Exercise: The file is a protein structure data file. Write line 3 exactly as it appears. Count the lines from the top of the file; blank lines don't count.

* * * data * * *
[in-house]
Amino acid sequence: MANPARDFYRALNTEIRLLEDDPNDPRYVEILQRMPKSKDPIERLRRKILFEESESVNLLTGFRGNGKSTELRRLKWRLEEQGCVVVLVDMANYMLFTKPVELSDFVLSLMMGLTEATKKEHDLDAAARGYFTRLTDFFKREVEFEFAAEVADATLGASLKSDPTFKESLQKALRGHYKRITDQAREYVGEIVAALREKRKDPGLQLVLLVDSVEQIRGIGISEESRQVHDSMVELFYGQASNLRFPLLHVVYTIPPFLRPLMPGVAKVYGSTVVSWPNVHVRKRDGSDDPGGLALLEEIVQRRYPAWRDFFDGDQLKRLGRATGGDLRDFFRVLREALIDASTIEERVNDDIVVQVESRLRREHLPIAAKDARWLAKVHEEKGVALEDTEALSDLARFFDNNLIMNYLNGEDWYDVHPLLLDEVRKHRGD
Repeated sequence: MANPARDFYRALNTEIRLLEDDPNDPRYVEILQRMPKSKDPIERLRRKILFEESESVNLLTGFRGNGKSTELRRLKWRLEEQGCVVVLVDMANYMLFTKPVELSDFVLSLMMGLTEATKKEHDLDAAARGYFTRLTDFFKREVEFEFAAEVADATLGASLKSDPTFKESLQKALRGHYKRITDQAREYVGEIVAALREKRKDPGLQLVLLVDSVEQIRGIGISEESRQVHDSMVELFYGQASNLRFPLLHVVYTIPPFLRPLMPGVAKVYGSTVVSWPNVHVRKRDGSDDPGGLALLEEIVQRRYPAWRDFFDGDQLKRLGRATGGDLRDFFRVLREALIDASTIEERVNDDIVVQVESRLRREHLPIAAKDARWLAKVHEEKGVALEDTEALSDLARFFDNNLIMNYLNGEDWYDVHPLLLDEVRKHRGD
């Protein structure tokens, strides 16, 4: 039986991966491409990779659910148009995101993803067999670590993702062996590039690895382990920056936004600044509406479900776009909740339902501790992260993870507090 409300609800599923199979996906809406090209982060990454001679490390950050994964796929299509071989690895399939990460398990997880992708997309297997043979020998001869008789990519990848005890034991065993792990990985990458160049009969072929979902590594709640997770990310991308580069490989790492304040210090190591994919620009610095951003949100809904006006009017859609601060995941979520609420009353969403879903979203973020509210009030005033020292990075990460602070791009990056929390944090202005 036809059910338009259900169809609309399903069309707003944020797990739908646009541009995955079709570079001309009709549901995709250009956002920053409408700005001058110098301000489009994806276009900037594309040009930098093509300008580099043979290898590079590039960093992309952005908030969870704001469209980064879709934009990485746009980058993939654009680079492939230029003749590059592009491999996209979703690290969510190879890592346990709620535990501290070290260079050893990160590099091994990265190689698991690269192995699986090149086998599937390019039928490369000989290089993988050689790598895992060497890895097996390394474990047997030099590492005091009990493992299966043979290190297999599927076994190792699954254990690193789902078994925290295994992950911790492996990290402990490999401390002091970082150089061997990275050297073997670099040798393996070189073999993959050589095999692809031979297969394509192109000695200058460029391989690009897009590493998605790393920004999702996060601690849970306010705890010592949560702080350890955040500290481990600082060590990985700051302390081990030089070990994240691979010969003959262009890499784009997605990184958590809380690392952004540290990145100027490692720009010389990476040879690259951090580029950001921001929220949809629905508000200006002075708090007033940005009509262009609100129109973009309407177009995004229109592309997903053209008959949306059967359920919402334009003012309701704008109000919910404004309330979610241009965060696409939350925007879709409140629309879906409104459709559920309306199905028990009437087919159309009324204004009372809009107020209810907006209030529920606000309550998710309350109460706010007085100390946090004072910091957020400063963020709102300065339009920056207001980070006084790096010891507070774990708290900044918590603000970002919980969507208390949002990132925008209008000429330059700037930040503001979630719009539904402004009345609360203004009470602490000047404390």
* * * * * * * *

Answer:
Repeated sequence: MANPARDFYRALNTEIRLLEDDPNDPRYVEILQRMPKSKDPIERLRRKILFEESESVNLLTGFRGNGKSTELRRLKWRLEEQGCVVVLVDMANYMLFTKPVELSDFVLSLMMGLTEATKKEHDLDAAARGYFTRLTDFFKREVEFEFAAEVADATLGASLKSDPTFKESLQKALRGHYKRITDQAREYVGEIVAALREKRKDPGLQLVLLVDSVEQIRGIGISEESRQVHDSMVELFYGQASNLRFPLLHVVYTIPPFLRPLMPGVAKVYGSTVVSWPNVHVRKRDGSDDPGGLALLEEIVQRRYPAWRDFFDGDQLKRLGRATGGDLRDFFRVLREALIDASTIEERVNDDIVVQVESRLRREHLPIAAKDARWLAKVHEEKGVALEDTEALSDLARFFDNNLIMNYLNGEDWYDVHPLLLDEVRKHRGD